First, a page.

1. You've got uvulars and velars instead of velars and palatals, which makes sense, but I'm not sure how the rest of your plosives line up with the traditional accounts. Do you have creaky voice instead of voiced stops?

  2. Goofy: "Do you have creaky voice instead of voiced stops?"

    Yep. Think of it as "Glottalic Theory with a twist". Like that camp, I believe that PIE originally had ejectives but unlike that camp, I now believe that there was an intermediary stage with creaky stops that are traditionally referred to as "plain voiced stops". I also feel that PIE's plain voiced stops were still creaky while the aspirated voiced stops only had plain phonation at the time that the language was fracturing into the familiar dialects. So then only some dialects would have undergone "phonation shift" to the breathy voiced stops while others (like Germanic) would have failed to do so.

  3. The 'Vowel Harmony' explanation of ablaut is far from ideal, but absolutely has its charm. It's 'cool' at any rate.

    Personally I played with the idea of an 'i-umlaut' where *a would be the default root vocalism and '*ä' as the umlauted form. It might not agree with your reconstructions where the endings come from, though technically speaking your *ə can come from *i.

    I find the i-umlaut more elegant than the 'vowel harmony analogy'.

    Now we're on the subject, I'm not much of a Altaicist(Is that a word? lol), but I seem to remember to've read that Altaic vowel harmony is actually thought to have come from an original i-umlaut as well.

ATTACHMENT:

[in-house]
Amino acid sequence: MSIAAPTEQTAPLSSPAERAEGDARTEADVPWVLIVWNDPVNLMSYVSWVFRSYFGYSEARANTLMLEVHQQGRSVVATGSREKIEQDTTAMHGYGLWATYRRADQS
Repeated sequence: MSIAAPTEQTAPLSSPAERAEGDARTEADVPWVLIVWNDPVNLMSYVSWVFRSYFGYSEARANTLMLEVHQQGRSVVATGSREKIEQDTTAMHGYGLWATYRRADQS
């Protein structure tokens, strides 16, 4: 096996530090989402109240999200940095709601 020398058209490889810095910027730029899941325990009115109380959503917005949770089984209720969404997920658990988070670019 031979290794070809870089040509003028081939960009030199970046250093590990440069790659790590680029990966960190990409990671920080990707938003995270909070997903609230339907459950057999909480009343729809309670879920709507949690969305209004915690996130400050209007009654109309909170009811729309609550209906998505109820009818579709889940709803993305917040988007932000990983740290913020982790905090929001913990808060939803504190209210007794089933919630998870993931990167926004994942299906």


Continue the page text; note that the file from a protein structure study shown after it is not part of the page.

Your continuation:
The i-umlaut theory would put this arrival of ablaut at a completely different point in time though, because it must have been before the vowel centralisation.

  4. Phoenix: "Personally I played with the idea of an 'i-umlaut' where *a would be the default root vocalism and '*ä' as the umlauted form."

    Yes. I presume you are pointing to a "pre-Indo-Aegean" stage then? I call that stage "Proto-Steppe", the ancestor of Indo-Aegean, Boreal (Uralic, EA, Chukchi-Kamchatkan) and Altaic. In the Proto-Steppe stage, I'd reconstruct transitive personal endings *-im (1ps), *-it (2ps) and *-i (3ps) plus intransitive endings *-uh (1ps), *-un (2ps) and an endingless 3ps. Since Steppe *u > IAeg *a and Steppe *i > IAeg via Centralization, your i-umlaut idea almost works and was something that I initially thought of.

    However, since Centralization and the concommitant transfer of labialization from the vowel to the neighbouring consonant is naturally heavily dependant on vocalism, I would have to oppose i-umlaut at the Proto-Steppe stage unless you can find a different formulation of Centralization that works to explain the rise of labialized consonants in PIE.

    If this ablaut preceded Centralization, we would find verb stems alternating between labialized (eg. *kʷ) and non-labialized consonants (eg. *k). This is why I opt for vowel harmony *after* the dissolution of the Proto-Steppe speech area and after the Centralization rule had already taken place, circa 8500 BCE or so. This hypothesis is in alignment with Allan Bomhard's views in Indo-European and the Nostratic Hypothesis (1996).

    Phoenix: "[...] I'm not much of a Altaicist(Is that a word? lol),"

    Oddly enough it is! Lol! And a wonderful word it is, I must say.